GM Buddy Nix landed the most-coveted player in this year's free agency class, Mario Williams. With Williams in the fold alongside fellow free-agent signee Mark Anderson, Pro Bowl defensive tackle Kyle Williams and behemoth defensive tackle Marcell Dareus, Buffalo boasts one of the NFL's most fearsome front sevens.
This front seven will pose serious problems for Miami's shaky offensive line. However, the Dolphins' three-headed rushing attack will pose equivalent problems for Buffalo's 28th-ranked pass rush.
In order for the 'Fins to topple the Bills, it's crucial they establish the run. This way, Miami can keep Buffalo's pass rush in check with play-action passes, a primary component of the West Coast offense.
On the offensive side of the ball, the Bills have a promising, but questionable, outlook. Ryan Fitzpatrick, Stevie Johnson, Fred Jackson and C.J. Spiller provides the team with a solid nucleus, and the offensive line yielded a league-best 23 sacks in 2011.
Fitzpatrick's poor play at the end of last season is cause for serious concern, though. If he doesn't play well, then this offense will sputter. Plus, the Bills are relying on unproven players like David Nelson and Scott Chandler to play significant roles.
There's no doubt Miami's defense is capable of shutting down Buffalo's offense. The Dolphins monstrous defensive line and athletic linebacker corps can contain Jackson and Spiller, and both Sean Smith and Vontae Davis can match up with Stevie Johnson.
The Dolphins also travel to Buffalo in mid-November, so they won't have to face the Bills in the bitter cold like they have in years past.
Why the Miami Dolphins Can Beat the New England Patriots
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The odds of Miami defeating New England in 2012 are quite slim, but it's not entirely far-fetched. After all, the Dolphins did shut out the Patriots in the first half of their Week 16 meeting.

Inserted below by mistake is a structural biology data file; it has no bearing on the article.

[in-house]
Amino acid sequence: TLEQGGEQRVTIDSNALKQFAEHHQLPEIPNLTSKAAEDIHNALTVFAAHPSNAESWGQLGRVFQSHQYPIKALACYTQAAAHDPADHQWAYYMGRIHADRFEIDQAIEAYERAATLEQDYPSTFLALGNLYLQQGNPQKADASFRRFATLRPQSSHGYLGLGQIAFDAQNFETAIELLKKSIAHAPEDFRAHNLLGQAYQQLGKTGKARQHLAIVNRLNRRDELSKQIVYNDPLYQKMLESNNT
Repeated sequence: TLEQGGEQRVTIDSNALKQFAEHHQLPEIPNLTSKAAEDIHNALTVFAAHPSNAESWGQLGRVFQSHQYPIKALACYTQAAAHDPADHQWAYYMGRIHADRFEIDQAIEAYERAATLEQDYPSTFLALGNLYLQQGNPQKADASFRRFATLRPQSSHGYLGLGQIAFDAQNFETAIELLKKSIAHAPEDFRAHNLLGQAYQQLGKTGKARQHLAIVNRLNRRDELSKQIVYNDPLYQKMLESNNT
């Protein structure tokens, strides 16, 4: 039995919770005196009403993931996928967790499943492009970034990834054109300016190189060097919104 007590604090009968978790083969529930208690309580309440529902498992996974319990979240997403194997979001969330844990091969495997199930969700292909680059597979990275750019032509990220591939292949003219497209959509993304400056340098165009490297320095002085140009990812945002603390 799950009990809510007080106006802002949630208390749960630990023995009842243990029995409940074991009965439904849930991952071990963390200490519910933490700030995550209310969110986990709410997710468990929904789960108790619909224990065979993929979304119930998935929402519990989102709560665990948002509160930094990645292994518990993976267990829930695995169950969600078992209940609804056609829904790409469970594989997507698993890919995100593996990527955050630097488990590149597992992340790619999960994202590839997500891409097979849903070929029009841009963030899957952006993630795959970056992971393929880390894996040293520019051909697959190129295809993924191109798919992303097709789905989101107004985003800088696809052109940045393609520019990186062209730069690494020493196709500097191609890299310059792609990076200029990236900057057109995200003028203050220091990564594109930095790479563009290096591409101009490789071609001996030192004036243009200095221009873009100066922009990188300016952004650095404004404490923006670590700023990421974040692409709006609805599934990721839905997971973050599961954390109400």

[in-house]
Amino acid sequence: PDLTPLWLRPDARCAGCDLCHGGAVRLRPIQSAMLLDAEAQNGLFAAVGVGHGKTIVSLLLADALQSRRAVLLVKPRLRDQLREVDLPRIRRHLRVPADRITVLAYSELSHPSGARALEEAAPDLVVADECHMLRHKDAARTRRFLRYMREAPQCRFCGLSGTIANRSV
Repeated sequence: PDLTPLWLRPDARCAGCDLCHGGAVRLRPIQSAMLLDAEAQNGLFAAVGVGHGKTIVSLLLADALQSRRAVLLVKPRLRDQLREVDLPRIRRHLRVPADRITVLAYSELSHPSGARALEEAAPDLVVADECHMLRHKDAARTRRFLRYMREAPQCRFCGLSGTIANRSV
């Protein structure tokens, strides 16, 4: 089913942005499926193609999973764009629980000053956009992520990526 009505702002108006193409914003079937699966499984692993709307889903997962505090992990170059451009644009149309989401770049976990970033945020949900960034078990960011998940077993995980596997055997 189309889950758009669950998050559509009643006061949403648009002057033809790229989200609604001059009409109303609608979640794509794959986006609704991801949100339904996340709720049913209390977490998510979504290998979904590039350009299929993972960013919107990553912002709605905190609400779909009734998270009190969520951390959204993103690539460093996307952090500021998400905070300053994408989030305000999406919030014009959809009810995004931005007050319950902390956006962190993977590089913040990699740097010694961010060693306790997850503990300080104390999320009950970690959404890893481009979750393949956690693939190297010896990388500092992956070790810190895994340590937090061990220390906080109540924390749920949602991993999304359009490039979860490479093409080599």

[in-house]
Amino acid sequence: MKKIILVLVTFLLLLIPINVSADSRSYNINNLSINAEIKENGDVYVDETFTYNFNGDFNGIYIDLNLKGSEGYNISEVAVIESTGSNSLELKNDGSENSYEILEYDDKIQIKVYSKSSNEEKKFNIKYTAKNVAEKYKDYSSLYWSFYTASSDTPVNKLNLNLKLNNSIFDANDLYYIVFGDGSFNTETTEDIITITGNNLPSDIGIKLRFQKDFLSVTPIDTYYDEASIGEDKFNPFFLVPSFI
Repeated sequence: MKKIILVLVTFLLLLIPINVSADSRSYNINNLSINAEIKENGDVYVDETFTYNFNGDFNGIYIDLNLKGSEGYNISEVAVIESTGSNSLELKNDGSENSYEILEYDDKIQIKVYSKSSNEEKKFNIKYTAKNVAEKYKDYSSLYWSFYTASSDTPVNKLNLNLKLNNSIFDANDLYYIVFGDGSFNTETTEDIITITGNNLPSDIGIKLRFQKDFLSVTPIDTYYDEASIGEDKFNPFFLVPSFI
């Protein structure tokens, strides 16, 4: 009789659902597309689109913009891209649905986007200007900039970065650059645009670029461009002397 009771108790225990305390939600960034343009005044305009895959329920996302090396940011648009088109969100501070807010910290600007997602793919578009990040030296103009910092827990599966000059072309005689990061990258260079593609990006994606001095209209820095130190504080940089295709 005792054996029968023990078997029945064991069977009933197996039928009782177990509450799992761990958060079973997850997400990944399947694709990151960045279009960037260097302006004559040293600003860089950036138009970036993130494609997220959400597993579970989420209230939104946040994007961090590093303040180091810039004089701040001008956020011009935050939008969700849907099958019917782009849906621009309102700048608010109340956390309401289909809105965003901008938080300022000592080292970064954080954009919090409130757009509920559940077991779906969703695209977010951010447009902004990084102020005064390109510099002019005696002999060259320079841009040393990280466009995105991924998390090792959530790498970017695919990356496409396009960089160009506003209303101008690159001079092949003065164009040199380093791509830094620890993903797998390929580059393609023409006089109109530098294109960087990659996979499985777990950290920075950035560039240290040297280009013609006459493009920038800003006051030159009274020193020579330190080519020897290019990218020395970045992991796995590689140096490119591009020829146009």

We know New England's offense will rank amongst the league's best. In fact, given the additions of Joseph Addai, Jake Ballard, Brandon Lloyd and Robert Gallery, the Patriots offense could feasibly be significantly better in 2012.
However, the Dolphins have combated the Pats' evolving offense by adding athletic linebackers (Josh Kaddu, Gary Guyton) who can help cover Rob Gronkowski and Aaron Hernandez. And Richard Marshall provides Miami with a rock-solid nickelback who can help shut down Wes Welker and Tom Brady's bottomless arsenal of wideouts.
Realistically, the Dolphins could boast a generational defense, but it wouldn't matter. You can't stop New England's offensive attack, you can only hope to limit it. And the best way to limit the Patriots offense is to keep the ball out of its hands.
Miami's new West Coast scheme will allow them to do just that.
Although the Patriots defense should make strides from an ugly 2012 season, it won't be a top-flight unit.
The Dolphins should be able to establish the run against New England's mediocre run defense. More importantly, the 'Fins should be able to move the chains against the league's second-worst pass defense.
If Miami controls the ball and moves the chains with short, conservative passes, then it could definitely steal a game from New England this season.